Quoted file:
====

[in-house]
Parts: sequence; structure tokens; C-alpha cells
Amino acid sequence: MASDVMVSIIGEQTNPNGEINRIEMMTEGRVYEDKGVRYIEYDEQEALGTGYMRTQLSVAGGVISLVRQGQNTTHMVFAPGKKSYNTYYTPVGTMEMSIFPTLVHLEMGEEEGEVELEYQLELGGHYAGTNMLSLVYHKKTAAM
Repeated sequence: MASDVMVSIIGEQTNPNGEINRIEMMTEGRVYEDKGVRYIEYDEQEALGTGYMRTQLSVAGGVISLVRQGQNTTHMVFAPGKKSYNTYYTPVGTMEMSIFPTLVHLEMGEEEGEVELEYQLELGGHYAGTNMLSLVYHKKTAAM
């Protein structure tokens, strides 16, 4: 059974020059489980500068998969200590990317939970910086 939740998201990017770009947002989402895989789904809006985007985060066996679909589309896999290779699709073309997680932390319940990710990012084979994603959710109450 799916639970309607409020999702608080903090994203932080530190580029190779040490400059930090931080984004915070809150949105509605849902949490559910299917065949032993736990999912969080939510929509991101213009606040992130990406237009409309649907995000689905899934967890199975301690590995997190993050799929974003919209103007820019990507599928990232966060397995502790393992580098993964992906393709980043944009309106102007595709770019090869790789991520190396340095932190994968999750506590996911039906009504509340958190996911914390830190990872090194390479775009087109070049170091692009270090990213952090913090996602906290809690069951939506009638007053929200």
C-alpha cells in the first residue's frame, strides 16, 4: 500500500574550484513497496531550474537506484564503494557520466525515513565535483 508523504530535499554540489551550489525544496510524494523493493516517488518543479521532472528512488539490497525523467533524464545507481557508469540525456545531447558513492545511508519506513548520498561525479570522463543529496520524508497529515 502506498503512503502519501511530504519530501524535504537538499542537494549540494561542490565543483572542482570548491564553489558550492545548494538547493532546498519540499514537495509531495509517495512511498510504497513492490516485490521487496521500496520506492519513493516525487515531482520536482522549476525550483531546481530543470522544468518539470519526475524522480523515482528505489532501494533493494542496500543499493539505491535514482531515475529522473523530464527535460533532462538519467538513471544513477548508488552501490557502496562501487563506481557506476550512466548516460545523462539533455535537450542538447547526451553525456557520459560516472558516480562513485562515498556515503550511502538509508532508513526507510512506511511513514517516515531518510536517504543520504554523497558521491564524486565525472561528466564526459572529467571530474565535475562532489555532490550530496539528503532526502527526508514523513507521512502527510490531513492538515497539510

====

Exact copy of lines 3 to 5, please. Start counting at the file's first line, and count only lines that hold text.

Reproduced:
Amino acid sequence: MASDVMVSIIGEQTNPNGEINRIEMMTEGRVYEDKGVRYIEYDEQEALGTGYMRTQLSVAGGVISLVRQGQNTTHMVFAPGKKSYNTYYTPVGTMEMSIFPTLVHLEMGEEEGEVELEYQLELGGHYAGTNMLSLVYHKKTAAM
Repeated sequence: MASDVMVSIIGEQTNPNGEINRIEMMTEGRVYEDKGVRYIEYDEQEALGTGYMRTQLSVAGGVISLVRQGQNTTHMVFAPGKKSYNTYYTPVGTMEMSIFPTLVHLEMGEEEGEVELEYQLELGGHYAGTNMLSLVYHKKTAAM
């Protein structure tokens, strides 16, 4: 059974020059489980500068998969200590990317939970910086 939740998201990017770009947002989402895989789904809006985007985060066996679909589309896999290779699709073309997680932390319940990710990012084979994603959710109450 799916639970309607409020999702608080903090994203932080530190580029190779040490400059930090931080984004915070809150949105509605849902949490559910299917065949032993736990999912969080939510929509991101213009606040992130990406237009409309649907995000689905899934967890199975301690590995997190993050799929974003919209103007820019990507599928990232966060397995502790393992580098993964992906393709980043944009309106102007595709770019090869790789991520190396340095932190994968999750506590996911039906009504509340958190996911914390830190990872090194390479775009087109070049170091692009270090990213952090913090996602906290809690069951939506009638007053929200």